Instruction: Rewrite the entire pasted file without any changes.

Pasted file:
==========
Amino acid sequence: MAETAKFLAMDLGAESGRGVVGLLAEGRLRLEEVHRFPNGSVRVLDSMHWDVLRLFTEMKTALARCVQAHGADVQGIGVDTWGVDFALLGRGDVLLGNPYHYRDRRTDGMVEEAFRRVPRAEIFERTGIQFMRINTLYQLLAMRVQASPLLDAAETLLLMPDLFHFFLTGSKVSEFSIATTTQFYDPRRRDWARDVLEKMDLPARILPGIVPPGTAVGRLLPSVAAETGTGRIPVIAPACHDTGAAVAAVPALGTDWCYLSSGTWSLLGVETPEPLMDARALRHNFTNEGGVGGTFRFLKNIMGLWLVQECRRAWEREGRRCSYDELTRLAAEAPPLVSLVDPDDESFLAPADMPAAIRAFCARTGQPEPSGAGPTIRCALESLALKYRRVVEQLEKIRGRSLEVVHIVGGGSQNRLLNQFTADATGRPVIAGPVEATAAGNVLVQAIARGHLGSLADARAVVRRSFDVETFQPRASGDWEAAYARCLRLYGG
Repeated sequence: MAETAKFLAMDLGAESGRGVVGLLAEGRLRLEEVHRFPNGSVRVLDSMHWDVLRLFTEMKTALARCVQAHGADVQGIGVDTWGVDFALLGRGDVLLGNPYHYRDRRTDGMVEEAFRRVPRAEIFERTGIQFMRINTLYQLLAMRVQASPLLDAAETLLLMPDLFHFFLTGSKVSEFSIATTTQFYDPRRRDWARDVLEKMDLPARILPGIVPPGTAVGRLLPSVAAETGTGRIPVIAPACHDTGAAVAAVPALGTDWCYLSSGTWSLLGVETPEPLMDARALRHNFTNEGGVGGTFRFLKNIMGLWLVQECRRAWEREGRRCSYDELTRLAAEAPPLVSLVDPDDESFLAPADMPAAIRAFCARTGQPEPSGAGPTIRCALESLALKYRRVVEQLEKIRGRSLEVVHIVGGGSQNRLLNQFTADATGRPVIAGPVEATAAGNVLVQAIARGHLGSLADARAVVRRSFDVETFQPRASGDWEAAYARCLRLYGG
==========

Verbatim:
Amino acid sequence: MAETAKFLAMDLGAESGRGVVGLLAEGRLRLEEVHRFPNGSVRVLDSMHWDVLRLFTEMKTALARCVQAHGADVQGIGVDTWGVDFALLGRGDVLLGNPYHYRDRRTDGMVEEAFRRVPRAEIFERTGIQFMRINTLYQLLAMRVQASPLLDAAETLLLMPDLFHFFLTGSKVSEFSIATTTQFYDPRRRDWARDVLEKMDLPARILPGIVPPGTAVGRLLPSVAAETGTGRIPVIAPACHDTGAAVAAVPALGTDWCYLSSGTWSLLGVETPEPLMDARALRHNFTNEGGVGGTFRFLKNIMGLWLVQECRRAWEREGRRCSYDELTRLAAEAPPLVSLVDPDDESFLAPADMPAAIRAFCARTGQPEPSGAGPTIRCALESLALKYRRVVEQLEKIRGRSLEVVHIVGGGSQNRLLNQFTADATGRPVIAGPVEATAAGNVLVQAIARGHLGSLADARAVVRRSFDVETFQPRASGDWEAAYARCLRLYGG
Repeated sequence: MAETAKFLAMDLGAESGRGVVGLLAEGRLRLEEVHRFPNGSVRVLDSMHWDVLRLFTEMKTALARCVQAHGADVQGIGVDTWGVDFALLGRGDVLLGNPYHYRDRRTDGMVEEAFRRVPRAEIFERTGIQFMRINTLYQLLAMRVQASPLLDAAETLLLMPDLFHFFLTGSKVSEFSIATTTQFYDPRRRDWARDVLEKMDLPARILPGIVPPGTAVGRLLPSVAAETGTGRIPVIAPACHDTGAAVAAVPALGTDWCYLSSGTWSLLGVETPEPLMDARALRHNFTNEGGVGGTFRFLKNIMGLWLVQECRRAWEREGRRCSYDELTRLAAEAPPLVSLVDPDDESFLAPADMPAAIRAFCARTGQPEPSGAGPTIRCALESLALKYRRVVEQLEKIRGRSLEVVHIVGGGSQNRLLNQFTADATGRPVIAGPVEATAAGNVLVQAIARGHLGSLADARAVVRRSFDVETFQPRASGDWEAAYARCLRLYGG